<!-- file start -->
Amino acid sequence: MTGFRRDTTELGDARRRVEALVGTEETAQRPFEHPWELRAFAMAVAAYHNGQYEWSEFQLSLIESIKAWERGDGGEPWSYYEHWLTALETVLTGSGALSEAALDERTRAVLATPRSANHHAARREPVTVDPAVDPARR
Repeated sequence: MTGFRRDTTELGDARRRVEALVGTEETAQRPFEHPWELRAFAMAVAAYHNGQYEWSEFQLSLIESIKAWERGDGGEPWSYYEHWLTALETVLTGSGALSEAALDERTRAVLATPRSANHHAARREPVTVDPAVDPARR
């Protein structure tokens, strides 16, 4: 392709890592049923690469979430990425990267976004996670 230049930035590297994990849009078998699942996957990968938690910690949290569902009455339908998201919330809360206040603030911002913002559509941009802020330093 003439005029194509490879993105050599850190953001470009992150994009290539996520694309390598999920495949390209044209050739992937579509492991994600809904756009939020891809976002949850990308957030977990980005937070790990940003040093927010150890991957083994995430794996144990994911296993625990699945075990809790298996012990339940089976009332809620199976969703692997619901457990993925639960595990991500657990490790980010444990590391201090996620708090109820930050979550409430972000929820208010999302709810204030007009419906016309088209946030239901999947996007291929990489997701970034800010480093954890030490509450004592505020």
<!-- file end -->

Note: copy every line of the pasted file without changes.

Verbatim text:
Amino acid sequence: MTGFRRDTTELGDARRRVEALVGTEETAQRPFEHPWELRAFAMAVAAYHNGQYEWSEFQLSLIESIKAWERGDGGEPWSYYEHWLTALETVLTGSGALSEAALDERTRAVLATPRSANHHAARREPVTVDPAVDPARR
Repeated sequence: MTGFRRDTTELGDARRRVEALVGTEETAQRPFEHPWELRAFAMAVAAYHNGQYEWSEFQLSLIESIKAWERGDGGEPWSYYEHWLTALETVLTGSGALSEAALDERTRAVLATPRSANHHAARREPVTVDPAVDPARR
């Protein structure tokens, strides 16, 4: 392709890592049923690469979430990425990267976004996670 230049930035590297994990849009078998699942996957990968938690910690949290569902009455339908998201919330809360206040603030911002913002559509941009802020330093 003439005029194509490879993105050599850190953001470009992150994009290539996520694309390598999920495949390209044209050739992937579509492991994600809904756009939020891809976002949850990308957030977990980005937070790990940003040093927010150890991957083994995430794996144990994911296993625990699945075990809790298996012990339940089976009332809620199976969703692997619901457990993925639960595990991500657990490790980010444990590391201090996620708090109820930050979550409430972000929820208010999302709810204030007009419906016309088209946030239901999947996007291929990489997701970034800010480093954890030490509450004592505020």